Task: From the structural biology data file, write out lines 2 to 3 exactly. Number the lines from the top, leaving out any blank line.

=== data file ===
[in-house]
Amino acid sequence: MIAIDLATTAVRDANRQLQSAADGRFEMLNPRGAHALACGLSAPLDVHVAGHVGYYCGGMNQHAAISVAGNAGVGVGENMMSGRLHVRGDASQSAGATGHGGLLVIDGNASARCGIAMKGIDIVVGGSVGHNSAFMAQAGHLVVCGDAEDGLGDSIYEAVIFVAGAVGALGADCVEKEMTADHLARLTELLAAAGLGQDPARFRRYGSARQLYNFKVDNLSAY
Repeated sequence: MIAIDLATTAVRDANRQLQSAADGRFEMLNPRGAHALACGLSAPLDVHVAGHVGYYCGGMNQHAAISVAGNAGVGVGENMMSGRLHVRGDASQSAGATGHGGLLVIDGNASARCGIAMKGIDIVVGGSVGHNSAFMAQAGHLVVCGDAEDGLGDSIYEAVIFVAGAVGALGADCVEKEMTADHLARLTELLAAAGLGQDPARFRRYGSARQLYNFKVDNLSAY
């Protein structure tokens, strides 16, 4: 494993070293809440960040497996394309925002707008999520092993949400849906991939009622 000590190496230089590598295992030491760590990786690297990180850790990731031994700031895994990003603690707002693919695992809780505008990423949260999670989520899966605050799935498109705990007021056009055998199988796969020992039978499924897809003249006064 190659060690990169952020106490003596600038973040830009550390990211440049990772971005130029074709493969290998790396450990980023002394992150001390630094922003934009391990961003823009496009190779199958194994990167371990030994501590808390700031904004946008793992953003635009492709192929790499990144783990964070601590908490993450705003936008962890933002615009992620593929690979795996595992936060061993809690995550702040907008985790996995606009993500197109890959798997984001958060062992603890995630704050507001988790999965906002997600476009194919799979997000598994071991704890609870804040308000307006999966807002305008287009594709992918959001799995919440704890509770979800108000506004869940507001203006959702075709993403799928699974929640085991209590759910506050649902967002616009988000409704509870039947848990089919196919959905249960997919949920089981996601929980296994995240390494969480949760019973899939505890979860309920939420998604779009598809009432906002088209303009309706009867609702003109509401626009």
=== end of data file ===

Amino acid sequence: MIAIDLATTAVRDANRQLQSAADGRFEMLNPRGAHALACGLSAPLDVHVAGHVGYYCGGMNQHAAISVAGNAGVGVGENMMSGRLHVRGDASQSAGATGHGGLLVIDGNASARCGIAMKGIDIVVGGSVGHNSAFMAQAGHLVVCGDAEDGLGDSIYEAVIFVAGAVGALGADCVEKEMTADHLARLTELLAAAGLGQDPARFRRYGSARQLYNFKVDNLSAY
Repeated sequence: MIAIDLATTAVRDANRQLQSAADGRFEMLNPRGAHALACGLSAPLDVHVAGHVGYYCGGMNQHAAISVAGNAGVGVGENMMSGRLHVRGDASQSAGATGHGGLLVIDGNASARCGIAMKGIDIVVGGSVGHNSAFMAQAGHLVVCGDAEDGLGDSIYEAVIFVAGAVGALGADCVEKEMTADHLARLTELLAAAGLGQDPARFRRYGSARQLYNFKVDNLSAY